The people who are outraged over this compromise on tax cuts just don’t get it. They view the issue as a narrow battle over whether or not the wealthy deserve a tax cut, but the situation changed as soon as the Republicans decided to hold unemployment benefits hostage until they got their tax cut. I know this might be impossible for some on the Angry Left to comprehend, but there are millions of people out there right now who can’t find a job, and unemployment benefits are the only income that they have. Unlike you, they don’t have jobs and money.
The people whose benefits were on the line can’t afford for the President to engage in a protracted ideological standoff. If you are a person whose economic circumstances are fine, you’re probably enraged over this compromise, but if you happen to be one of the unemployed whose future was about to be swallowed into uncertain poverty, you are likely breathing a sigh of relief tonight. I don’t know why the Angry Left can’t understand this. Without the prospect of millions of people losing their unemployment benefits, there would have been no compromise.
Obama’s motives had nothing to do with giving the left the victory and feel good moment that they are desperately and selfishly craving. Obama is taking a beating from his base because he decided that making sure that two million people can afford food and heat this winter is more important than an ideological victory. There will be plenty of time for Obama to give the Angry Left their conflict fix later. If Obama would have let 2 million people lose their benefits, the economic and political consequences would have been worse for him than anything that the Angry Left could have done.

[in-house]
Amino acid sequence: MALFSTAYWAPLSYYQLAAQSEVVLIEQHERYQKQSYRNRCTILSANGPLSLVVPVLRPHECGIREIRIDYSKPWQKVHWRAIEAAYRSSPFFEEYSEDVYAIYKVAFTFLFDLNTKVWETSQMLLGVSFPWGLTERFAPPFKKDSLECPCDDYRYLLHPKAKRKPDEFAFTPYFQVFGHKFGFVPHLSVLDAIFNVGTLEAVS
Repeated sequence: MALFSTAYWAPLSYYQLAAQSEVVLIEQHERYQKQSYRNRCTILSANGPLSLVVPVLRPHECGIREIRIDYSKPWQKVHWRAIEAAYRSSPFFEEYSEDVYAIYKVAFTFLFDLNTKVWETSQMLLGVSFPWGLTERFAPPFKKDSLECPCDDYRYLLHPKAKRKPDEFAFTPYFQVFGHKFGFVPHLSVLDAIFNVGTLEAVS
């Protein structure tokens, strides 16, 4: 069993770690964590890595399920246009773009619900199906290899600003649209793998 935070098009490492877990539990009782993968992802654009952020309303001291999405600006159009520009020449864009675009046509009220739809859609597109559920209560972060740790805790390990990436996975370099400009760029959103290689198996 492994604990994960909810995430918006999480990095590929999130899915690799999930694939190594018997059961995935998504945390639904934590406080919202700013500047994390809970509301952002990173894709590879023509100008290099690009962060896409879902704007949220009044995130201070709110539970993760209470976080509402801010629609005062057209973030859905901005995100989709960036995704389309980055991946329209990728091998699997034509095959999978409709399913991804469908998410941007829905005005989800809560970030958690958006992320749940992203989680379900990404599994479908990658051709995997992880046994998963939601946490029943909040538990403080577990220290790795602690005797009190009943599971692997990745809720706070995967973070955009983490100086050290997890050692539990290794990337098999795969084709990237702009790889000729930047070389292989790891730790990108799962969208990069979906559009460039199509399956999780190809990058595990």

There was a time, not very long ago, when the left would have been fighting for the downtrodden and the unemployed. It is with great sadness that I must note that those days appear to be gone. In this tax cut debate, today’s progressive got caught up in a selfish battle of mine versus yours on tax cuts. Some progressives are so caught up in the lustful pursuit of political victories that they have lost their heart and values.
Luckily, we still have a president who understands that taking care of 2 million of our most economically vulnerable fellow Americans is more important than, “winning” a debate over temporary tax cuts. Progressives can moan about their political defeat, but before they turn out the lights in their nice warms homes tonight they ought to think about the millions of Americans who the Democratic President of the United States helped today. In my opinion, the left has lost touch with the soul of their movement. Even if they don’t get it any more, at least the man in the Oval Office still understands what a true liberal never forgets. People always come before politics.
Jason is the managing editor. He is also a White House Press Pool and a Congressional correspondent for PoliticusUSA. Jason has a Bachelor’s Degree in Political Science. His graduate work focused on public policy, with a specialization in social reform movements.
Awards and Professional Memberships
Member of the Society of Professional Journalists and The American Political Science Association